The phrase “more or less unique” is crucial. It implies the kind of heterogeneity postulated here, reflecting the ideas of contingency and heterogeneity mentioned above.
Another reason for thinking Bhaskar is open to heterogeneity in the social realm is his position on reductionism.
But, it might be objected, is not the universe in the end nothing but a giant machine with inexorable laws of motion governing everything that happens within it? I want to say three things: First, that the various sciences treat the world as a network of ‘machines’, of various shapes and sizes and degrees of complexity, whose proper principles of explanation are not all of the same kind as, let alone reducible to, those of classical mechanics. Secondly, that the behaviour of ‘machines’, including classical mechanical ones, cannot be adequately described, let alone understood, in terms of the ‘whenever x, then y’ formula of regularity determinism. Thirdly, that even if the world were a single ‘machine’ this would still provide no grounds for the constant conjunction idea, or a fortiori any of the theories of science that depend upon it. Regularity determinism is a mistake, which has been disastrous for our understanding of science. (RTS kl 1590)
Here Bhaskar is explicit in referring to multiple kinds of causal processes (“machines”). And, indeed, Bhaskar affirms the conjunctural nature of social causation:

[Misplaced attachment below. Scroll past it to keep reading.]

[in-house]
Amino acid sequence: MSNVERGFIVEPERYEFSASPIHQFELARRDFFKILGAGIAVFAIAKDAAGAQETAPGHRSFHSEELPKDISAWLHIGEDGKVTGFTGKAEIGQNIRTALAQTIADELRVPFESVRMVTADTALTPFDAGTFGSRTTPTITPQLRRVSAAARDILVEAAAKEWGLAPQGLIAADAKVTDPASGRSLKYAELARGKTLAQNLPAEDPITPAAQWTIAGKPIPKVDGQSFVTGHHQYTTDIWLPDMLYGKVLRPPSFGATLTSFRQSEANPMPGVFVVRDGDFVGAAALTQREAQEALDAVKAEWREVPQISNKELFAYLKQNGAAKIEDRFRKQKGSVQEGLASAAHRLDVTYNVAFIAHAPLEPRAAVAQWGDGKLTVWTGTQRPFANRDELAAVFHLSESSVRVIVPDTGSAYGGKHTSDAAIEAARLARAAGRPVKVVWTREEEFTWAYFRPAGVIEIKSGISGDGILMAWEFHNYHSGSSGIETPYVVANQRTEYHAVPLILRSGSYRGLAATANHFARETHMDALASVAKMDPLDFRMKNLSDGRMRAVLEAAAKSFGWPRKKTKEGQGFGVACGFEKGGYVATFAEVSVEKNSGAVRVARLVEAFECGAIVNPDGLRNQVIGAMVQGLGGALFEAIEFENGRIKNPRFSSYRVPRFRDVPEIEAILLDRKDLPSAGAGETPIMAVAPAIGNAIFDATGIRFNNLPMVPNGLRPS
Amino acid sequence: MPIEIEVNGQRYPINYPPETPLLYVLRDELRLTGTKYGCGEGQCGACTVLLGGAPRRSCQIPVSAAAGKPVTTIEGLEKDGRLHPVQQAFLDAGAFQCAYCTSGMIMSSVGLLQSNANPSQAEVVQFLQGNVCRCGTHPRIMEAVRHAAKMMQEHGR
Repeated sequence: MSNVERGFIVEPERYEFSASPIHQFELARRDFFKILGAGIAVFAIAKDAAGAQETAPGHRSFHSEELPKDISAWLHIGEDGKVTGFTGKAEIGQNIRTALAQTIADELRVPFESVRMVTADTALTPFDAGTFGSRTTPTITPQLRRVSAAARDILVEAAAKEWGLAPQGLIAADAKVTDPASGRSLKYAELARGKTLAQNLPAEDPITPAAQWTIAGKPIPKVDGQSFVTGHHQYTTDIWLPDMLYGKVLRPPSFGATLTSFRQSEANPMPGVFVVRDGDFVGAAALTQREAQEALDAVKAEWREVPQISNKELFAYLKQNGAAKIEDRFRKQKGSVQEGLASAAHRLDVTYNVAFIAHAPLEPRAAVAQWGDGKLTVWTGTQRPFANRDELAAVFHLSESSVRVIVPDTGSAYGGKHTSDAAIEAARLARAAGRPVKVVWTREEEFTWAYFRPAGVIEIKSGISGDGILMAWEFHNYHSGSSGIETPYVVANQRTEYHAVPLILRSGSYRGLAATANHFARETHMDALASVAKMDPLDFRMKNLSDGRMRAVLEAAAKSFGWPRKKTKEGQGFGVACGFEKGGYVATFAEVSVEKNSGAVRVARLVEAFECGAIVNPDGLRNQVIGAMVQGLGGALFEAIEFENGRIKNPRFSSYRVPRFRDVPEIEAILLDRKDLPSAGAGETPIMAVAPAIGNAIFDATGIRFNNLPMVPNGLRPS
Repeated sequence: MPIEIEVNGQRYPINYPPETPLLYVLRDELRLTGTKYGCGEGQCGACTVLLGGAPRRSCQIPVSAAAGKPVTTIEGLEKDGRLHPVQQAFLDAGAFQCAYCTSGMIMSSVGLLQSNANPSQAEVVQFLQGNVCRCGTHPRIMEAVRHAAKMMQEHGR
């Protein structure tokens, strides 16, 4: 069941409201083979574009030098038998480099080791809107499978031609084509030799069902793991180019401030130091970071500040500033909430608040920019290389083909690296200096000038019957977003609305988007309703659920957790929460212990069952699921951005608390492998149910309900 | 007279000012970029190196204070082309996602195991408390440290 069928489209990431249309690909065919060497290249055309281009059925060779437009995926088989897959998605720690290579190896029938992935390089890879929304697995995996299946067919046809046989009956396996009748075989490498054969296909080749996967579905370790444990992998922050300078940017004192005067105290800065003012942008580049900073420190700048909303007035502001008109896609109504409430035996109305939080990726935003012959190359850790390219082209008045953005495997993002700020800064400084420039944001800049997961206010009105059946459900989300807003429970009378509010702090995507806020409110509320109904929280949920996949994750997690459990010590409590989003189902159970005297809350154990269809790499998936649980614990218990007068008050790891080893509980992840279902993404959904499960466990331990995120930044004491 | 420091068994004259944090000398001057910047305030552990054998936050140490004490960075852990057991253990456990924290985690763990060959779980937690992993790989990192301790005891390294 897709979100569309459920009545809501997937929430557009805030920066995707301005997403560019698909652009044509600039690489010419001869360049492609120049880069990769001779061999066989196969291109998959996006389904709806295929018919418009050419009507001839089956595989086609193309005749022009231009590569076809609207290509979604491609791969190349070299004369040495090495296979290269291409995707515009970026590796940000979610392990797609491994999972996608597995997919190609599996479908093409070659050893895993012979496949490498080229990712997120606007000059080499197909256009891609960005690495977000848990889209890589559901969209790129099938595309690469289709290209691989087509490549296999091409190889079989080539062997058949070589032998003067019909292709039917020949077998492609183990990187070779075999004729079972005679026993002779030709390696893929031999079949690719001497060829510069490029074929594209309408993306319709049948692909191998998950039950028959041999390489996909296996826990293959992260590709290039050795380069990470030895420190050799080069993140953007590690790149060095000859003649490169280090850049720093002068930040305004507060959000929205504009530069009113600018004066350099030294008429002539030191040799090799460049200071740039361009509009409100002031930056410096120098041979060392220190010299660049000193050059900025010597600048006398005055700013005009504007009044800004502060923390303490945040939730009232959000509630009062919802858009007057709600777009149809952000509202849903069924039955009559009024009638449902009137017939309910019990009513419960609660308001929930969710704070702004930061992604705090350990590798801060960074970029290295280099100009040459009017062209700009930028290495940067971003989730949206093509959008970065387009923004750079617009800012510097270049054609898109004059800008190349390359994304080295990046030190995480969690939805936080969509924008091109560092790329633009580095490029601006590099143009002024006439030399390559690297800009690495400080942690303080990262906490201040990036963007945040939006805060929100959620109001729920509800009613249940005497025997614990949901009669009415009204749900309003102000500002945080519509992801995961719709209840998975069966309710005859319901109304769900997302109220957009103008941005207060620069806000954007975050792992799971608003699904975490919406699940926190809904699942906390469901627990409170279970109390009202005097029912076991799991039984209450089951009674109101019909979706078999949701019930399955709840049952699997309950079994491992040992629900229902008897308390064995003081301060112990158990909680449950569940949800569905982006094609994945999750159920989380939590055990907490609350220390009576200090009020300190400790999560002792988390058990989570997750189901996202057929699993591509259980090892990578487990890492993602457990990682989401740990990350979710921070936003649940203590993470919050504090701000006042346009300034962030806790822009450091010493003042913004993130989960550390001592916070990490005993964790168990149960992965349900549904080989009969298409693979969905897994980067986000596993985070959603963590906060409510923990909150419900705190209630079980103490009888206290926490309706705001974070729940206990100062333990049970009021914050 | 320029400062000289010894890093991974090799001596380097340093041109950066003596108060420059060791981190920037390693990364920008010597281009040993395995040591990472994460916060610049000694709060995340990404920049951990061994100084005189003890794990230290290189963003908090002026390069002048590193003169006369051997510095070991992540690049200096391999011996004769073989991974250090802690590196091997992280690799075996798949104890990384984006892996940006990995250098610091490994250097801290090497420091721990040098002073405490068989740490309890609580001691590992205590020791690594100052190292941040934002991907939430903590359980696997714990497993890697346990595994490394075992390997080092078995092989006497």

Now most social phenomena, like most natural events, are conjuncturally determined. And as such in general have to be explained in terms of a multiplicity of causes. (PON p. 54)
Similar ideas are expressed in Scientific Realism and Human Emancipation:
Social phenomena must be seen, in general, as the product of a multiplicity of causes, i.e. social events as ‘conjunctures’ and social things as (metaphysically) ‘compounds’. (107)
Finally, his discussion of social structures in PON as the social equivalent of natural mechanisms also implies heterogeneity over time:
(3) Social structures, unlike natural structures, may be only relatively enduring (so that the tendencies they ground may not be universal in the sense of space-time invariant). (PON 49)
So on balance, I am inclined to think that Bhaskar’s philosophy of social science is indeed receptive to social heterogeneity. And this in turn makes it a substantially more compelling contribution to the philosophy of social science than it would otherwise be, and superior to many of the positivist variants of philosophy of science that he criticizes.